Billy Boy Arnold: The Blues Soul of Billy Boy Arnold

Album review
Billy Boy Arnold: The Blues Soul of Billy Boy Arnold

Billy Boy Arnold

The Blues Soul of Billy Boy Arnold

Label: Stony Plain
Media: CD
Genre: Rock/pop
Ratings:
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Cool, grooving soul and blues with a Chi-town flavor by one of the last remaining masters of Windy City blues, The Blues Soul of Billy Boy Arnold (produced with a heated, electric ambiance by Duke Robillard and featuring Robillard’s band) broke big out of the gate at blues radio, thanks to terrific workouts on warhorses such as “St. James Infirmary.” Duke and company give the song a jazzy groove—Duke showing the way with his full-bodied, economical soloing—and 79-year-old Billy Boy lays into that groove vocally with a vibrancy uncommon to this dark tale and then gooses the arrangement higher with a propulsive harp solo. A grinding, foreboding cover of B.B. King’s “Worried Dream” is 7:35 of deep blue anguish that Billy Boy brings home with a vocal so resigned and sorrowful as to make a listener ache for him. On the upbeat side, Arnold scorches a jump blues treatment of Louis Jordan’s “Ain’t That Just Like a Woman,” a lively outing boasting a spirited monologue on the 88s courtesy of Bruce Bears, and delights in the sly, salacious “rubbing” he extols in his stomping original, “What’s On the Menu Mama.” Sounds like 79 is the new 20.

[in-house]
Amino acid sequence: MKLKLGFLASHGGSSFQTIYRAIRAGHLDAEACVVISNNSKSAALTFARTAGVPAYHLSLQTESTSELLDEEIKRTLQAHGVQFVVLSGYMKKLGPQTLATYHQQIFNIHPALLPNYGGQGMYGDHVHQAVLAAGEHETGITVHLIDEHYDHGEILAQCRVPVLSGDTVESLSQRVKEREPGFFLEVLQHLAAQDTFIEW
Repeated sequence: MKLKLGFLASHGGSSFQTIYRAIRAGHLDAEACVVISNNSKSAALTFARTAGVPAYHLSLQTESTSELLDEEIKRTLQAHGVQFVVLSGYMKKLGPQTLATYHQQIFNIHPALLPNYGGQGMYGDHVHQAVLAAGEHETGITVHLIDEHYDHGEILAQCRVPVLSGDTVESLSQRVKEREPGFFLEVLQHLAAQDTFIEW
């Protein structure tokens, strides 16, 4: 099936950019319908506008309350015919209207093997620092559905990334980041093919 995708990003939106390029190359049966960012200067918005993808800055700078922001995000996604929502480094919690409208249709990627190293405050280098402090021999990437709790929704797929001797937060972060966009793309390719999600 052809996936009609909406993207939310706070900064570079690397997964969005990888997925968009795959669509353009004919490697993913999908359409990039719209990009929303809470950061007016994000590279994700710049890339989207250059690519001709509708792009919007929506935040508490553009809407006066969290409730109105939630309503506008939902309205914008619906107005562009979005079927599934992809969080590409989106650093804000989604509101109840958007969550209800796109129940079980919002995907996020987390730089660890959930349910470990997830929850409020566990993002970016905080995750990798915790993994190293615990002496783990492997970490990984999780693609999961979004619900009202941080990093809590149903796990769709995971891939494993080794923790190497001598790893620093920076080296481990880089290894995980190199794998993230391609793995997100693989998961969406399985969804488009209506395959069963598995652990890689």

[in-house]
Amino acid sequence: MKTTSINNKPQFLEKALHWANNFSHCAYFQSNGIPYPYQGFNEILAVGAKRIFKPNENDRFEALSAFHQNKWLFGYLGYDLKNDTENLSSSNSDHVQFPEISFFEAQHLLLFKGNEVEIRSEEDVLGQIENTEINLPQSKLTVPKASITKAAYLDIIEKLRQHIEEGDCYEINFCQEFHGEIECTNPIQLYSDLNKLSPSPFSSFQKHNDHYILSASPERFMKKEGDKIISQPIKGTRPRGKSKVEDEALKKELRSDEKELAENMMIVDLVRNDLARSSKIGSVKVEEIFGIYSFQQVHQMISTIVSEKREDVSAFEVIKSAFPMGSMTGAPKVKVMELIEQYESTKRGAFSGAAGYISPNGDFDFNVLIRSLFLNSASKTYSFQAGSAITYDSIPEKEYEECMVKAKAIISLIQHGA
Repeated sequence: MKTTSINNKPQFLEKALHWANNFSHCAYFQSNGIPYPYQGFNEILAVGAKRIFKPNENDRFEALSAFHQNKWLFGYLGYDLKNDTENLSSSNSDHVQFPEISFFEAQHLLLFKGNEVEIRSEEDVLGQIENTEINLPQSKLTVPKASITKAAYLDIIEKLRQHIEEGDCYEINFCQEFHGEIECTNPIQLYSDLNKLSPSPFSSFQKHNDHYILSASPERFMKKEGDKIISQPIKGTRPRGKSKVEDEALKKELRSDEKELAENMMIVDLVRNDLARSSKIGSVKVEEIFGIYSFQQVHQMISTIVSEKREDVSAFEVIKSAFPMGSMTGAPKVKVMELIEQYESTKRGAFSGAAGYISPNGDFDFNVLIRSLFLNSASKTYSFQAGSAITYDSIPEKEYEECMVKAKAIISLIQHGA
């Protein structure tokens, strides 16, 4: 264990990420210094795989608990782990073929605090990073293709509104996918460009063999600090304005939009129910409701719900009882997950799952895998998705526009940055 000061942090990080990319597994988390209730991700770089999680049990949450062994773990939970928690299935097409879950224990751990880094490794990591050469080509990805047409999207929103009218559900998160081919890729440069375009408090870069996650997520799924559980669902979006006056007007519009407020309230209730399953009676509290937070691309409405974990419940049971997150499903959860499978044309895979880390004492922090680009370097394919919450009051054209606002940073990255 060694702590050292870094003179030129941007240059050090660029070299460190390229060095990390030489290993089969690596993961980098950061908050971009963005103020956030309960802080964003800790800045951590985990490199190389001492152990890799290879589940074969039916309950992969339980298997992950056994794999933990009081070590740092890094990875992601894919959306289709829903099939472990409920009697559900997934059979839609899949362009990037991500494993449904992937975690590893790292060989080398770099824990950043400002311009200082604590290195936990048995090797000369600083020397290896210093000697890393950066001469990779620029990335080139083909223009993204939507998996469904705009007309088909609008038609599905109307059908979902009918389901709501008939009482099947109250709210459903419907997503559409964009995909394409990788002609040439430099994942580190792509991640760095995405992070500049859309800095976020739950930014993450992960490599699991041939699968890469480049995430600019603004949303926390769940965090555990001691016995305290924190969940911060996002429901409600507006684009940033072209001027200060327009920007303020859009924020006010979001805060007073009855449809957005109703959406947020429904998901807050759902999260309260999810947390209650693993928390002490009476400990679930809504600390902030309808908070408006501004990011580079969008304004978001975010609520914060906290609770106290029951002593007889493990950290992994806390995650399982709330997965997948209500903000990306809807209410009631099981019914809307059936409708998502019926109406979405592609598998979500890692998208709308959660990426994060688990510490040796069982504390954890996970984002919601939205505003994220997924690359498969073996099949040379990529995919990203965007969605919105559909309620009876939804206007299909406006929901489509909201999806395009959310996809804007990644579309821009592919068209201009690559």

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Contributors:
  • primary artist, Billy Boy Arnold

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